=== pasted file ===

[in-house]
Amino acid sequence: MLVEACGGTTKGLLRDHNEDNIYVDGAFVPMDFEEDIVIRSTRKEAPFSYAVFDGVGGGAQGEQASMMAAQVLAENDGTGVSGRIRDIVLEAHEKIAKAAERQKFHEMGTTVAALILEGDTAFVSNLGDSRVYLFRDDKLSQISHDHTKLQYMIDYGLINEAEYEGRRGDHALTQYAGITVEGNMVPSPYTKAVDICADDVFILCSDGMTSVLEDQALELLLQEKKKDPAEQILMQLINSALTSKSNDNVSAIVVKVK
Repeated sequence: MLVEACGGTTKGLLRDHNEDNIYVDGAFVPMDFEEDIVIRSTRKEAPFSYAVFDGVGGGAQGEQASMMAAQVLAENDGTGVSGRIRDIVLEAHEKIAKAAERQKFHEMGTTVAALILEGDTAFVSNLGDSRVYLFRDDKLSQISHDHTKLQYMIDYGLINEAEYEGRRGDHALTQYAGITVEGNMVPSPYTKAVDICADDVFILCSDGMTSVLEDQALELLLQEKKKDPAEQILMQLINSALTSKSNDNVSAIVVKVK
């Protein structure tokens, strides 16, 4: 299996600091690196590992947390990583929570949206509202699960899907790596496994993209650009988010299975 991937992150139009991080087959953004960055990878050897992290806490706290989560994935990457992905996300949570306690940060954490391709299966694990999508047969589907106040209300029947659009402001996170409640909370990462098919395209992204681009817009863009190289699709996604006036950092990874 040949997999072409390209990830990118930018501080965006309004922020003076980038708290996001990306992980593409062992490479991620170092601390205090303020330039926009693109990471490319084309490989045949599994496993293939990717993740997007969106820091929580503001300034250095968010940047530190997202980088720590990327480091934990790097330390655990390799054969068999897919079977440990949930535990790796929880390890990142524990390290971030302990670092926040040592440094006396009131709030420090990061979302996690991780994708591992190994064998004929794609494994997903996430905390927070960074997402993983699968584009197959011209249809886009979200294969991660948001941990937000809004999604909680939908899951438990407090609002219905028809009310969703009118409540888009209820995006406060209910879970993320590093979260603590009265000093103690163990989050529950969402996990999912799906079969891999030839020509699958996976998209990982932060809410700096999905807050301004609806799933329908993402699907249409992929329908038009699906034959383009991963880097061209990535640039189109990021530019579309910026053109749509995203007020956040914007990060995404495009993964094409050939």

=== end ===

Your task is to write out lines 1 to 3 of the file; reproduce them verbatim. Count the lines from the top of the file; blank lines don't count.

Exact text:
[in-house]
Amino acid sequence: MLVEACGGTTKGLLRDHNEDNIYVDGAFVPMDFEEDIVIRSTRKEAPFSYAVFDGVGGGAQGEQASMMAAQVLAENDGTGVSGRIRDIVLEAHEKIAKAAERQKFHEMGTTVAALILEGDTAFVSNLGDSRVYLFRDDKLSQISHDHTKLQYMIDYGLINEAEYEGRRGDHALTQYAGITVEGNMVPSPYTKAVDICADDVFILCSDGMTSVLEDQALELLLQEKKKDPAEQILMQLINSALTSKSNDNVSAIVVKVK
Repeated sequence: MLVEACGGTTKGLLRDHNEDNIYVDGAFVPMDFEEDIVIRSTRKEAPFSYAVFDGVGGGAQGEQASMMAAQVLAENDGTGVSGRIRDIVLEAHEKIAKAAERQKFHEMGTTVAALILEGDTAFVSNLGDSRVYLFRDDKLSQISHDHTKLQYMIDYGLINEAEYEGRRGDHALTQYAGITVEGNMVPSPYTKAVDICADDVFILCSDGMTSVLEDQALELLLQEKKKDPAEQILMQLINSALTSKSNDNVSAIVVKVK